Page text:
Sun invests in India as business there booms

Sun Microsystems Inc. is to make large investments in India as business for the company grows quickly in the country, according to the head of its Indian operation.

Sun’s revenue in India grew 28 percent during its fiscal year to June, with services revenue growing by 70 percent and server shipments up by 70 percent on a unit basis, Bhaskar Pramanik, managing director of Sun Microsystems India, told reporters Tuesday in Bangalore.

The revenue growth in India outstripped growth in China during the period, Pramanik added.

Sun, which does not disclose revenues by country, added 164 new customers during the year in India. It has a dominant share of the telecom and software outsourcing industries, and the banking, financial services and insurance segments of the Indian IT market, Pramanik said.

Worldwide, Sun’s results have been less impressive as it battled competition from server rivals IBM Corp. and Hewlett-Packard Co. It recorded revenue of US$11.1 billion for its 2005 fiscal year, down 1 percent from a year earlier. It reported a net loss for the year of $11 million, an improvement over last year’s $388 million net loss.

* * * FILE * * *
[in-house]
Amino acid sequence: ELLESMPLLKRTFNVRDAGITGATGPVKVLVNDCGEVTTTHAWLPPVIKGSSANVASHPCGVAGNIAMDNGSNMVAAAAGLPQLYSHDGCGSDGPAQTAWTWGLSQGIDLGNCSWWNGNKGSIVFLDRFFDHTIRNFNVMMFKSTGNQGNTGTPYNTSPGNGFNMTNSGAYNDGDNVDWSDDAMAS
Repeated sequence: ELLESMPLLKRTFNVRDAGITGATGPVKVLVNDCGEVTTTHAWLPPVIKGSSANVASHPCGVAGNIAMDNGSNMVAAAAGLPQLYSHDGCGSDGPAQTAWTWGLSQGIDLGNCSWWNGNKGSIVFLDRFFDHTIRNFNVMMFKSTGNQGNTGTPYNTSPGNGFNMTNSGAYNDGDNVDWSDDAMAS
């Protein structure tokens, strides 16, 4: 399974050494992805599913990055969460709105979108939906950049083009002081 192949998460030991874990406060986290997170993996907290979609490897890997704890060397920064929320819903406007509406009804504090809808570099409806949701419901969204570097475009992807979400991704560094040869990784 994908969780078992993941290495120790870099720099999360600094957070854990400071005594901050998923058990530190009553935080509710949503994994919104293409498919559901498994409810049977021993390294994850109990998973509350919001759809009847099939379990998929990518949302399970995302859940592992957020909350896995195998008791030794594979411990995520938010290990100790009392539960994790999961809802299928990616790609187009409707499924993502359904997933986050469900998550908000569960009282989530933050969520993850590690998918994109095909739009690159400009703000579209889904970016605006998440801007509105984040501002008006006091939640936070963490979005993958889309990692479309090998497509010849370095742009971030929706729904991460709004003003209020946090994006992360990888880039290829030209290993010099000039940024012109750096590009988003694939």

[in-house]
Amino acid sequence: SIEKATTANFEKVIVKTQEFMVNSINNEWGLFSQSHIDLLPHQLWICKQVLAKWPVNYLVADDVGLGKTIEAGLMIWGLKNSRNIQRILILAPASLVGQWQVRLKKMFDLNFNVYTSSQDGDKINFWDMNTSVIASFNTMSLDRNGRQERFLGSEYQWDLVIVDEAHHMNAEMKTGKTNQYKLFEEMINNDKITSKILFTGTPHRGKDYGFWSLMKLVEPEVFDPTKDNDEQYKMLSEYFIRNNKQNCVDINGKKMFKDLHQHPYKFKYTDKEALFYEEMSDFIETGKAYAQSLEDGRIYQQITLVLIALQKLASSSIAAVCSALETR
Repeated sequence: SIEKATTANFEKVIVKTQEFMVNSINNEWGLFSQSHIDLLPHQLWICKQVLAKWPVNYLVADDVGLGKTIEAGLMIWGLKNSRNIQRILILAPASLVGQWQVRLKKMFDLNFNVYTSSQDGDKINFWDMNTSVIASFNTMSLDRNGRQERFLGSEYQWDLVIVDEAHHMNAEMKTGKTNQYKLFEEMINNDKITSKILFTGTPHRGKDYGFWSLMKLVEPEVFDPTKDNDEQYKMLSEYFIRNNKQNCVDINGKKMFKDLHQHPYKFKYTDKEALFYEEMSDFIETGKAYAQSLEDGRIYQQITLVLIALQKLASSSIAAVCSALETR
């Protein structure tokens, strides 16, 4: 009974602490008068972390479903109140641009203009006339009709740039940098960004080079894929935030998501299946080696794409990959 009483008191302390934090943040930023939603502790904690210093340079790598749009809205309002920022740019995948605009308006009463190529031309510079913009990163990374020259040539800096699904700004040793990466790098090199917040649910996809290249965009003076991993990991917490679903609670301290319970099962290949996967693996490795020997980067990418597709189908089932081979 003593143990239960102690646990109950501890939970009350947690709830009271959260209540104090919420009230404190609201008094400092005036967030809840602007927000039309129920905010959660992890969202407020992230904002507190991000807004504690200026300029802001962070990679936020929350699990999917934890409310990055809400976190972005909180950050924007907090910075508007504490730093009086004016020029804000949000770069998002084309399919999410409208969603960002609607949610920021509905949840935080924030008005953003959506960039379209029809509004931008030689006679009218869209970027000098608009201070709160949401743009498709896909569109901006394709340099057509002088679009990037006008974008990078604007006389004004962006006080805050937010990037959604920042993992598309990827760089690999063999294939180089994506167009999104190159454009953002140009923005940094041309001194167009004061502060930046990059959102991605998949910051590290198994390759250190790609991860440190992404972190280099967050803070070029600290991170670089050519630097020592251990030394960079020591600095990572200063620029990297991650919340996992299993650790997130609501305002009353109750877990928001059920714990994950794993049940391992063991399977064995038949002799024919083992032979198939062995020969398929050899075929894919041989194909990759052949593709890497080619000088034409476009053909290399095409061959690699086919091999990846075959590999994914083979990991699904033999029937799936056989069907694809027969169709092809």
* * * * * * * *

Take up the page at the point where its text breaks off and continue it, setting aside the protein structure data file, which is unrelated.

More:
Two of five wins in the Asia Pacific region for the company’s new managed services offering have come from India, a Sun spokesman said Wednesday. These are Punjab National Bank in Delhi and telecommunications services provider Reliance Infocomm Ltd in Mumbai.

Sun, in Santa Clara, California, has identified India as one of four countries for “major investments” in its global “mission charter” for the financial year ending June 2006, Pramanik said.

A large part of the India investment — the size of which was not disclosed — will be in Bangalore, both for sales and marketing and to improve the company’s services and engineering capabilities, he said.

The other three investments are planned for Beijing, Prague, and St. Petersburg in Russia, Pramanik said.

Sun has invested $150 million in India since 1998. It employs 1,200 staff in the country, 1,000 of which work at its engineering center. Sun offers systems running Linux as well as its Solaris operating system, but customers in India are not yet comfortable using Linux for mission critical applications, according to Pramanik.

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